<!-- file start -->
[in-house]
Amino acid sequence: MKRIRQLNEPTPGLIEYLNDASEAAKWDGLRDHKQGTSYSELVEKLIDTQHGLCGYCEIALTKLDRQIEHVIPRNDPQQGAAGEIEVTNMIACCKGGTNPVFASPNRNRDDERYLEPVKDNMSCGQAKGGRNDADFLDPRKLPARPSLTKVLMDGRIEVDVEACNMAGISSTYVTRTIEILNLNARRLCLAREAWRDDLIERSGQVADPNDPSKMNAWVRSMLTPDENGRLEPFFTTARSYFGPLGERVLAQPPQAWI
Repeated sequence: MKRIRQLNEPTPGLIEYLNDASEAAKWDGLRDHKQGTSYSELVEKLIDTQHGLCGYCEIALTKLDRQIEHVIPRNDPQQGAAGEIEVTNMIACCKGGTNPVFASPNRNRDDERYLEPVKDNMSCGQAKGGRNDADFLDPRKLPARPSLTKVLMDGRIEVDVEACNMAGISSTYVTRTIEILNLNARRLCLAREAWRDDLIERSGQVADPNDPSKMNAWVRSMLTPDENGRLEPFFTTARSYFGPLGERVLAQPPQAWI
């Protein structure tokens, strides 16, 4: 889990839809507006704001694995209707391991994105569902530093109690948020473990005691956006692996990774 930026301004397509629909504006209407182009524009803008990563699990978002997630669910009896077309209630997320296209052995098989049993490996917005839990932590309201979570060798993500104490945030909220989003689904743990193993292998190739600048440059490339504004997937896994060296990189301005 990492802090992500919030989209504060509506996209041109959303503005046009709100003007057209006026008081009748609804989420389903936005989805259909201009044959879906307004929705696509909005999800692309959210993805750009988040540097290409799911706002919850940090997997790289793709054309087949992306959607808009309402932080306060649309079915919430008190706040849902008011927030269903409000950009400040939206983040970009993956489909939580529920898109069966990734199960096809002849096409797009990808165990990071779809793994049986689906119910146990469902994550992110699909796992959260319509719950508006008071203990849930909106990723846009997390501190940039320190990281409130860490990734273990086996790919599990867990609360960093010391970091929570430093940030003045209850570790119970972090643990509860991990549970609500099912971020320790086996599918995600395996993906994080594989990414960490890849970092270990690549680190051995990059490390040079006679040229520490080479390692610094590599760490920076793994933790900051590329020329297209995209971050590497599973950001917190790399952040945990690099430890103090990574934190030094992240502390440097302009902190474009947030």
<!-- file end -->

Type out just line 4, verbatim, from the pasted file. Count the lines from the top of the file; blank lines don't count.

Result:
């Protein structure tokens, strides 16, 4: 889990839809507006704001694995209707391991994105569902530093109690948020473990005691956006692996990774 930026301004397509629909504006209407182009524009803008990563699990978002997630669910009896077309209630997320296209052995098989049993490996917005839990932590309201979570060798993500104490945030909220989003689904743990193993292998190739600048440059490339504004997937896994060296990189301005 990492802090992500919030989209504060509506996209041109959303503005046009709100003007057209006026008081009748609804989420389903936005989805259909201009044959879906307004929705696509909005999800692309959210993805750009988040540097290409799911706002919850940090997997790289793709054309087949992306959607808009309402932080306060649309079915919430008190706040849902008011927030269903409000950009400040939206983040970009993956489909939580529920898109069966990734199960096809002849096409797009990808165990990071779809793994049986689906119910146990469902994550992110699909796992959260319509719950508006008071203990849930909106990723846009997390501190940039320190990281409130860490990734273990086996790919599990867990609360960093010391970091929570430093940030003045209850570790119970972090643990509860991990549970609500099912971020320790086996599918995600395996993906994080594989990414960490890849970092270990690549680190051995990059490390040079006679040229520490080479390692610094590599760490920076793994933790900051590329020329297209995209971050590497599973950001917190790399952040945990690099430890103090990574934190030094992240502390440097302009902190474009947030």